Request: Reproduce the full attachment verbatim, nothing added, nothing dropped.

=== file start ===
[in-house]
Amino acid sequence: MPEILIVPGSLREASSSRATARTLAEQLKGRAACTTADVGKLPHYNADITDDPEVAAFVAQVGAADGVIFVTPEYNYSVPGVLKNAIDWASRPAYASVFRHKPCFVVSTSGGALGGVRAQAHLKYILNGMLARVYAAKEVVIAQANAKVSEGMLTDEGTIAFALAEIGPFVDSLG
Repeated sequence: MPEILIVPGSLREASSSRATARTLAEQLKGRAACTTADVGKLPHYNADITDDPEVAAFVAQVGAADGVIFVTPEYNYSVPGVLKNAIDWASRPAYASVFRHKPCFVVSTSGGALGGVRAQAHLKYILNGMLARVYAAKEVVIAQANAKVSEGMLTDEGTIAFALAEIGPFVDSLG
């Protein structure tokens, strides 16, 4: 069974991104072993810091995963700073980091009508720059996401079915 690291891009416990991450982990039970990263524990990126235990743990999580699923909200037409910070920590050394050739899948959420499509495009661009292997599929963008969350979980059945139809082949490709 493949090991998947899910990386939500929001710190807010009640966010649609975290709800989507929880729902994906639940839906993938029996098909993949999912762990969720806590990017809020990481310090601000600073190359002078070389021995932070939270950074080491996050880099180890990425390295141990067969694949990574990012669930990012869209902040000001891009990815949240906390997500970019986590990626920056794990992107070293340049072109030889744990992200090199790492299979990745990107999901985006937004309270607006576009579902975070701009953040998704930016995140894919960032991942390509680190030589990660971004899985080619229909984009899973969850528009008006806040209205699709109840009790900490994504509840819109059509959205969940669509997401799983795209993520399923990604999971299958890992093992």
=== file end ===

[in-house]
Amino acid sequence: MPEILIVPGSLREASSSRATARTLAEQLKGRAACTTADVGKLPHYNADITDDPEVAAFVAQVGAADGVIFVTPEYNYSVPGVLKNAIDWASRPAYASVFRHKPCFVVSTSGGALGGVRAQAHLKYILNGMLARVYAAKEVVIAQANAKVSEGMLTDEGTIAFALAEIGPFVDSLG
Repeated sequence: MPEILIVPGSLREASSSRATARTLAEQLKGRAACTTADVGKLPHYNADITDDPEVAAFVAQVGAADGVIFVTPEYNYSVPGVLKNAIDWASRPAYASVFRHKPCFVVSTSGGALGGVRAQAHLKYILNGMLARVYAAKEVVIAQANAKVSEGMLTDEGTIAFALAEIGPFVDSLG
């Protein structure tokens, strides 16, 4: 069974991104072993810091995963700073980091009508720059996401079915 690291891009416990991450982990039970990263524990990126235990743990999580699923909200037409910070920590050394050739899948959420499509495009661009292997599929963008969350979980059945139809082949490709 493949090991998947899910990386939500929001710190807010009640966010649609975290709800989507929880729902994906639940839906993938029996098909993949999912762990969720806590990017809020990481310090601000600073190359002078070389021995932070939270950074080491996050880099180890990425390295141990067969694949990574990012669930990012869209902040000001891009990815949240906390997500970019986590990626920056794990992107070293340049072109030889744990992200090199790492299979990745990107999901985006937004309270607006576009579902975070701009953040998704930016995140894919960032991942390509680190030589990660971004899985080619229909984009899973969850528009008006806040209205699709109840009790900490994504509840819109059509959205969940669509997401799983795209993520399923990604999971299958890992093992």